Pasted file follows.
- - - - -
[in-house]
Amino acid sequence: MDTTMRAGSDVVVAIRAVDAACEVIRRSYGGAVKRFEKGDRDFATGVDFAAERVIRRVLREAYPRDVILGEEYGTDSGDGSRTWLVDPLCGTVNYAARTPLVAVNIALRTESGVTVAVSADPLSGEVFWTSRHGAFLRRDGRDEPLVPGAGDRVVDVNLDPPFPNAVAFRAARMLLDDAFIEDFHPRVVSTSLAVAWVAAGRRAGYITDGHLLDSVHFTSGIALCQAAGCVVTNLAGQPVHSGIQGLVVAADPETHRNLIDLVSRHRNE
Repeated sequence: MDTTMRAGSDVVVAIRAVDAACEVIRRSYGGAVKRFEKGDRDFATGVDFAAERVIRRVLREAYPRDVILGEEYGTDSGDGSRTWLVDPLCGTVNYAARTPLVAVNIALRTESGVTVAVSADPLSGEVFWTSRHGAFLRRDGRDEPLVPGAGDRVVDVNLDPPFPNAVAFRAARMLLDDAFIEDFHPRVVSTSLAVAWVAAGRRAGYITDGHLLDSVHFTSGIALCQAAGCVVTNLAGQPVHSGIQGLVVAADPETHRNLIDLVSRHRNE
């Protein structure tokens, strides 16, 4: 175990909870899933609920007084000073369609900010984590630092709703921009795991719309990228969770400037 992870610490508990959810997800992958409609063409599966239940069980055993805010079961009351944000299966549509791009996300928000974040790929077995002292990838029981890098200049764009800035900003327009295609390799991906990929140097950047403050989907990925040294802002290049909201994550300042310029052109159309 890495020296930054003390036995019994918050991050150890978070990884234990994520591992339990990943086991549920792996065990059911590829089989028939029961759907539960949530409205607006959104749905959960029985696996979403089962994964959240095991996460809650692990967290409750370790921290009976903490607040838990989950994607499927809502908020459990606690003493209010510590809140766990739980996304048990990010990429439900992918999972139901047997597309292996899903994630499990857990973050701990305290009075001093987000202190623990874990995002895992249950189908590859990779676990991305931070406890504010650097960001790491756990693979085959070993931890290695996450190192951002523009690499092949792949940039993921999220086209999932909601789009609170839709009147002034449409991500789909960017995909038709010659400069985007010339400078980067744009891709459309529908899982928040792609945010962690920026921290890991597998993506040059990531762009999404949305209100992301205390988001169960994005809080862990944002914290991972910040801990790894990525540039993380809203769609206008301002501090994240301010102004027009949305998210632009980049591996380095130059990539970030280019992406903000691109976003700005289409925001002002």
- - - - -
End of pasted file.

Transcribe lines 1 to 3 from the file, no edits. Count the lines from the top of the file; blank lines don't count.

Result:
[in-house]
Amino acid sequence: MDTTMRAGSDVVVAIRAVDAACEVIRRSYGGAVKRFEKGDRDFATGVDFAAERVIRRVLREAYPRDVILGEEYGTDSGDGSRTWLVDPLCGTVNYAARTPLVAVNIALRTESGVTVAVSADPLSGEVFWTSRHGAFLRRDGRDEPLVPGAGDRVVDVNLDPPFPNAVAFRAARMLLDDAFIEDFHPRVVSTSLAVAWVAAGRRAGYITDGHLLDSVHFTSGIALCQAAGCVVTNLAGQPVHSGIQGLVVAADPETHRNLIDLVSRHRNE
Repeated sequence: MDTTMRAGSDVVVAIRAVDAACEVIRRSYGGAVKRFEKGDRDFATGVDFAAERVIRRVLREAYPRDVILGEEYGTDSGDGSRTWLVDPLCGTVNYAARTPLVAVNIALRTESGVTVAVSADPLSGEVFWTSRHGAFLRRDGRDEPLVPGAGDRVVDVNLDPPFPNAVAFRAARMLLDDAFIEDFHPRVVSTSLAVAWVAAGRRAGYITDGHLLDSVHFTSGIALCQAAGCVVTNLAGQPVHSGIQGLVVAADPETHRNLIDLVSRHRNE